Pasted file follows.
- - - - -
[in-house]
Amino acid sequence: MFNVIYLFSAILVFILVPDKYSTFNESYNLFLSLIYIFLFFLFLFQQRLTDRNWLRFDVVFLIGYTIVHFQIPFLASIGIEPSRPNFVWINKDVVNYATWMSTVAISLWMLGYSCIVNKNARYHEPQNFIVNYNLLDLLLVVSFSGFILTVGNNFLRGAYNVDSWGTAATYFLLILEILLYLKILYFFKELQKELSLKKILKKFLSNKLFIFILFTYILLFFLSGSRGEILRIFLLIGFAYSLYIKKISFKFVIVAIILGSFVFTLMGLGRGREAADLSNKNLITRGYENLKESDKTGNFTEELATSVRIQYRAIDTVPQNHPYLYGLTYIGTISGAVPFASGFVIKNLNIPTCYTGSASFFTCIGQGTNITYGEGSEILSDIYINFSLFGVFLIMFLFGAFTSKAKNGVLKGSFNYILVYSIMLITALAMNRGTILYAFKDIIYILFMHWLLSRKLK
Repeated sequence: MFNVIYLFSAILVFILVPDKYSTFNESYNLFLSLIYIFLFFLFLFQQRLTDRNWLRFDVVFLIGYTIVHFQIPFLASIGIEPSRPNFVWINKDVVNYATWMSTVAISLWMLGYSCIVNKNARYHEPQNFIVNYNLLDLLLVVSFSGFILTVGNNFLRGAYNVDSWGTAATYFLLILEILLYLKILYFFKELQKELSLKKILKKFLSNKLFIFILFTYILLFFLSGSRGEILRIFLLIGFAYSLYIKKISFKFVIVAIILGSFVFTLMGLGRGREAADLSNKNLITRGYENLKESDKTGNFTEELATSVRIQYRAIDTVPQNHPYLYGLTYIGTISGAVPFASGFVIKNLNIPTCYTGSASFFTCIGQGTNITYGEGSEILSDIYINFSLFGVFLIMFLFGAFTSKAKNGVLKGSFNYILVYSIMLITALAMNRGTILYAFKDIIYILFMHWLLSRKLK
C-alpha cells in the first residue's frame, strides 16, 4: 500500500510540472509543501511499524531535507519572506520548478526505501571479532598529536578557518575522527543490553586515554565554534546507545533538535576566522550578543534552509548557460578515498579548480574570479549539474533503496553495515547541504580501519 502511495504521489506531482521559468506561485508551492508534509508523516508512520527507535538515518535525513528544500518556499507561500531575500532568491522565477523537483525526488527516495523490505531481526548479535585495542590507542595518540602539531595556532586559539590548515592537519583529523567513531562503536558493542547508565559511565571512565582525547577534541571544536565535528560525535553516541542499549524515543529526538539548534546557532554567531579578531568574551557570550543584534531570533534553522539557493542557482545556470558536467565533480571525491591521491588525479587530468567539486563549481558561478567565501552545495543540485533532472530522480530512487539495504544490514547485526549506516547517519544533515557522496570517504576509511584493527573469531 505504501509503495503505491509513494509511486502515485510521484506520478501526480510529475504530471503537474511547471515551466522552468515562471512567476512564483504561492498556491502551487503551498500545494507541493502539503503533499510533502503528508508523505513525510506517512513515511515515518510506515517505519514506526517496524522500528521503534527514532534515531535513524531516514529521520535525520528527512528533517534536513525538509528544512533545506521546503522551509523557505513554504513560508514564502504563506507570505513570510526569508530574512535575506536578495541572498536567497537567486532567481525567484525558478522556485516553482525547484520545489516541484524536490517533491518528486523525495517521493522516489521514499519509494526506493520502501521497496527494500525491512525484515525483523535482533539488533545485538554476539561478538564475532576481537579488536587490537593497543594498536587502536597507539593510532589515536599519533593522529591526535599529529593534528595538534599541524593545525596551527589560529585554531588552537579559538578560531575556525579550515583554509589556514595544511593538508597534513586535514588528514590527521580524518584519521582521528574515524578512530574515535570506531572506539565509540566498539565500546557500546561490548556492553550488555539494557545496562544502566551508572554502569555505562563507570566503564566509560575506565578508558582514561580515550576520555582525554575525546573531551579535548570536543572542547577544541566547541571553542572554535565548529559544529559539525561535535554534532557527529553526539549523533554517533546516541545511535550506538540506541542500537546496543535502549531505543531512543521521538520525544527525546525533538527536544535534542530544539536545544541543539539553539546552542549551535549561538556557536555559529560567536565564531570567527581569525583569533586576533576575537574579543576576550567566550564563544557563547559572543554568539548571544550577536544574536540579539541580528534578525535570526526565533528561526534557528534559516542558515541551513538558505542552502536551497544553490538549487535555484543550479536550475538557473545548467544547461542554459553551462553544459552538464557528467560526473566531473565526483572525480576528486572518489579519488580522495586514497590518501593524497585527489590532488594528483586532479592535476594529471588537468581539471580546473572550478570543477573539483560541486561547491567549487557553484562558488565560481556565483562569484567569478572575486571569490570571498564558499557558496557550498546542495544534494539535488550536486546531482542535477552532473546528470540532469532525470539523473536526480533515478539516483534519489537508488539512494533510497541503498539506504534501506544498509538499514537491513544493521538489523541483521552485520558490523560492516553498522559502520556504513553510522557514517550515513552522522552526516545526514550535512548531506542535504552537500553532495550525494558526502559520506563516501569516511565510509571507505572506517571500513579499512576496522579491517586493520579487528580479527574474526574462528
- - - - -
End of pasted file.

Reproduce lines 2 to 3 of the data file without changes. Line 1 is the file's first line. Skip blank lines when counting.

Amino acid sequence: MFNVIYLFSAILVFILVPDKYSTFNESYNLFLSLIYIFLFFLFLFQQRLTDRNWLRFDVVFLIGYTIVHFQIPFLASIGIEPSRPNFVWINKDVVNYATWMSTVAISLWMLGYSCIVNKNARYHEPQNFIVNYNLLDLLLVVSFSGFILTVGNNFLRGAYNVDSWGTAATYFLLILEILLYLKILYFFKELQKELSLKKILKKFLSNKLFIFILFTYILLFFLSGSRGEILRIFLLIGFAYSLYIKKISFKFVIVAIILGSFVFTLMGLGRGREAADLSNKNLITRGYENLKESDKTGNFTEELATSVRIQYRAIDTVPQNHPYLYGLTYIGTISGAVPFASGFVIKNLNIPTCYTGSASFFTCIGQGTNITYGEGSEILSDIYINFSLFGVFLIMFLFGAFTSKAKNGVLKGSFNYILVYSIMLITALAMNRGTILYAFKDIIYILFMHWLLSRKLK
Repeated sequence: MFNVIYLFSAILVFILVPDKYSTFNESYNLFLSLIYIFLFFLFLFQQRLTDRNWLRFDVVFLIGYTIVHFQIPFLASIGIEPSRPNFVWINKDVVNYATWMSTVAISLWMLGYSCIVNKNARYHEPQNFIVNYNLLDLLLVVSFSGFILTVGNNFLRGAYNVDSWGTAATYFLLILEILLYLKILYFFKELQKELSLKKILKKFLSNKLFIFILFTYILLFFLSGSRGEILRIFLLIGFAYSLYIKKISFKFVIVAIILGSFVFTLMGLGRGREAADLSNKNLITRGYENLKESDKTGNFTEELATSVRIQYRAIDTVPQNHPYLYGLTYIGTISGAVPFASGFVIKNLNIPTCYTGSASFFTCIGQGTNITYGEGSEILSDIYINFSLFGVFLIMFLFGAFTSKAKNGVLKGSFNYILVYSIMLITALAMNRGTILYAFKDIIYILFMHWLLSRKLK